Legal protection of journalistic sources finalised
The Upper House of Parliament today adopted the legislative proposal by Minister of Justice and Security Ferdinand Grapperhaus to enshrine the protection of journalistic sources in law. This regulation, which acknowledges the importance of free access to information as well as the special position of journalists and publicists within society, will enter into force on 1 October 2018.
In practice this means that journalists serving as a witness in a criminal case are exempted from having to answer questions on the identity of their source. Answering questions is obligatory for witnesses under most circumstances. However, it was decided that the public interest is generally better served by a situation in which people can offer information to journalists without fear of prosecution. Ultimately, the court will decide whether or not the appeal to the protection of sources was justified. Exceptional circumstances may apply in which the importance of publishing sources may outweigh protecting them and prove necessary in combating very serious criminal offences. Examples include situations that pose a risk to national security or to the safety of individuals.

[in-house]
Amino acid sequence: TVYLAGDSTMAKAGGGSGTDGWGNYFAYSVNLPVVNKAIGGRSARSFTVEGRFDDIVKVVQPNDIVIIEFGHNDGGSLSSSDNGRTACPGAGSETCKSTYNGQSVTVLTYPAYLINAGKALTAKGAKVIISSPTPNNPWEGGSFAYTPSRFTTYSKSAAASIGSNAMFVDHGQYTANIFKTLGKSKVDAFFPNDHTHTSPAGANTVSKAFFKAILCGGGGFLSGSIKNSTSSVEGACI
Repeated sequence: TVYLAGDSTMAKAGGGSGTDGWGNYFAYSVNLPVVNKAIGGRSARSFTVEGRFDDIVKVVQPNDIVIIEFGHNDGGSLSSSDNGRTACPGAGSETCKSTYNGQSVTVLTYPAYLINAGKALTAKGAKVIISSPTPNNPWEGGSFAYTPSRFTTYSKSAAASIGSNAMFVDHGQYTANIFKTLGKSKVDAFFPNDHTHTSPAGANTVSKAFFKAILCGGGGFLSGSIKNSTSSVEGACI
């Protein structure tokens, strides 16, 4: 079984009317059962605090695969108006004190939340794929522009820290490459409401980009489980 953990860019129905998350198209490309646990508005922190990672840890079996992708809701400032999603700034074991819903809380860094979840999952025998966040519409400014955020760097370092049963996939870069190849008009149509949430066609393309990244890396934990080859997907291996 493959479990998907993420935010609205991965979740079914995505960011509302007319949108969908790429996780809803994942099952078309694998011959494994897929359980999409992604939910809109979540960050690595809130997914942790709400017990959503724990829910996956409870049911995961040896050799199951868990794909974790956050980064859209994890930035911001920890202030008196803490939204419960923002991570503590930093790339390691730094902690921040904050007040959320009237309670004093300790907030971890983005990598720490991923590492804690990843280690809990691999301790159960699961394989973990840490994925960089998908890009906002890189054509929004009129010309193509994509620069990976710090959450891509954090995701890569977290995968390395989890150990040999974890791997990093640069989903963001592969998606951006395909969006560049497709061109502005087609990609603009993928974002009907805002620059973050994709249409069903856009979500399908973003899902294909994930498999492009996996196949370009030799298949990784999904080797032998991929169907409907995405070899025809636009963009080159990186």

This legislative proposal also lays down stricter rules governing the application of coercive measures against journalists and publicists in criminal cases. For example, searching the editorial offices of a daily newspaper or a weekly magazine and confiscating their objects or articles they have written can in future take place only with the permission and in the presence of an examining magistrate, rather than on the authority of the public prosecutor. Even retrieving data on telephone communications between journalists and their source in order to identify the latter will not be permitted without the authorisation of the examining magistrate.